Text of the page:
Badgeville Aims To Simplify Gamification Rollouts - InformationWeek
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Badgeville Aims To Simplify Gamification Rollouts

Six new turnkey "frameworks" cut time to set up community rewards for users in both consumer and business markets.

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Gamification should be child's play, or so said gamification company Badgeville last week as it released a new set of gamification "frameworks," a collection of turn-key solutions designed to make it easier and faster to add game-like incentives to any online experience.

The company, which counts industry heavyweights such as Dell, eBay, and NBC as customers, announced six new frameworks that can be integrated into many of the most popular third-party platforms including, Lithium, Bazaarvoice, and Yammer.

[ Want to understand how the game is played? Read Gamification: 75% Psychology, 25% Technology. ]

Each of the frameworks--Core Gamification, Community Expert, Competitive Pyramid, Gentle Guide, Company Collaborator, and Company Challenge--was developed based on observations and analysis of about 150 customer deployments, said Tony Ventris, the company's senior game designer. "Frameworks are the next evolution of gamification," he said. "Now, we're able to identify better ways of doing things."

Community Expert provides a way to reward people for the "expertise, passion, and engagement" they show for a site or community, said Ventris. Gentle Guide--mostly for internal corporate implementations--lets users track a worker's daily tasks and jobs, and make sure they are completed. Company Challenge takes Gentle Guide one step further by incorporating the use of teams and competition between departments or offices. Company Collaborator puts rewards into the hands of other employees so they can reward their co-workers' behavior, giving them recognition.

Although there are companies that offer tools similar to what the frameworks can provide, the main difference, said Ventris, is that Badgeville frameworks can be implemented across a variety of apps and websites. "Say you have a Jive implementation. You can also integrate the framework within your website and your blog," he said.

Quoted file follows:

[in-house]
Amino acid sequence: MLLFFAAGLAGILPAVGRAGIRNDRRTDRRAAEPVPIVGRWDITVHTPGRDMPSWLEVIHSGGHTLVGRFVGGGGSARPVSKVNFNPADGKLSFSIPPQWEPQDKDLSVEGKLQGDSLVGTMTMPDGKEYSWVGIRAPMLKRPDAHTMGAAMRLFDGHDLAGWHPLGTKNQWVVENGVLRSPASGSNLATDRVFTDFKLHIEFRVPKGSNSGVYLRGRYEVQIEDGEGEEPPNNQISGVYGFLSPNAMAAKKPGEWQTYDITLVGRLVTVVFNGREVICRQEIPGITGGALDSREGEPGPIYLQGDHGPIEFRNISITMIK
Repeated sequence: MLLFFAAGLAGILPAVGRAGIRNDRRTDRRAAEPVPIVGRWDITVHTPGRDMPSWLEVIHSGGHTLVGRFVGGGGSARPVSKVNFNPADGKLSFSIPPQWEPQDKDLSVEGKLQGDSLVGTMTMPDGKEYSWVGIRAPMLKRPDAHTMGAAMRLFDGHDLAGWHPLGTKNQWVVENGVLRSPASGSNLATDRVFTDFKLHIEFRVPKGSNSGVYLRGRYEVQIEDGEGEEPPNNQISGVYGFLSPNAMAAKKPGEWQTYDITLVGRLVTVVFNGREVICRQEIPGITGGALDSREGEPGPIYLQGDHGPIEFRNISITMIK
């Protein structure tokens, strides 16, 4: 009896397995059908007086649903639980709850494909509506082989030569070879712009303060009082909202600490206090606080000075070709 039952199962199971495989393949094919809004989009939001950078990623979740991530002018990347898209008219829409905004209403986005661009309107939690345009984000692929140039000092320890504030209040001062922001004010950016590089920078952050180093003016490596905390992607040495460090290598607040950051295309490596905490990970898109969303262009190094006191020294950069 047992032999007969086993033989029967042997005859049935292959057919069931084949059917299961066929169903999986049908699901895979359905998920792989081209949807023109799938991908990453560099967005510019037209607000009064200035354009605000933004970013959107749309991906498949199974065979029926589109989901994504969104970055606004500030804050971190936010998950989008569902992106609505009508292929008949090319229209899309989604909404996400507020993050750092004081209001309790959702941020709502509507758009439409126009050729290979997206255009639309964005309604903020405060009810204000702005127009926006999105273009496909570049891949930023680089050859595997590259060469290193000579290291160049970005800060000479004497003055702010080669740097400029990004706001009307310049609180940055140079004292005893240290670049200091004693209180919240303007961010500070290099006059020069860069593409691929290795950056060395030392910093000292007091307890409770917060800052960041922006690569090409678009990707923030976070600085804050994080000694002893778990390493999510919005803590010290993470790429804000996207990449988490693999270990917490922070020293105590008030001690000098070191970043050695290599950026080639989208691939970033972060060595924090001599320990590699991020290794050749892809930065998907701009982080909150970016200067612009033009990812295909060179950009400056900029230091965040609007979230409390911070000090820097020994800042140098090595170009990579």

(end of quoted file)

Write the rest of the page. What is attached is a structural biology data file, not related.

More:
Kim Celestre, senior analyst for technology marketing at Forrester Research, said the cross-platform approach might be a smart one for some companies. "This reflects where social media is heading. Announcements like this are going to enable companies to incentivize their customer communities no matter where the customer has his or her interactions and conversations," she said. The frameworks also show that there is real value for gamification in the business-to-business world, something that many pundits questioned when gamification first started taking off. "For a B-to-B company, this type of platform also applies," said Celestre.

The frameworks are another step in the company's quest to bring gamification to any platform or interface that a user might interact with. Earlier this year, Badgeville announced a mobile gamification software developer's kit (SDK) that lets iOS and Android developers add its gamification features into smartphone and tablet apps. The company also promotes its gamification capabilities as part of a broader platform for motivating and tracking user behavior.

Follow Karen J. Bannan on Twitter @KarenBannan. The BrainYard is @thebyard and

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Deb Donston-Miller
Deb Donston-Miller,
User Rank: Apprentice
5/6/2012 | 11:12:13 AM
re: Badgeville Aims To Simplify Gamification Rollouts
It's clear that gamification is coming to a business application and/or process near you, and I get how game mechanics can help motivate employees. I wonder what the cultural implications are for some companies. In other words, is the gaming model so ingrained that people will just naturally take to the model, or does there have to be some kind of training or ramp-up time before companies see productivity and other returns from internal gamification deployments?

Deb Donston-Miller
Contributing Editor, The BrainYard
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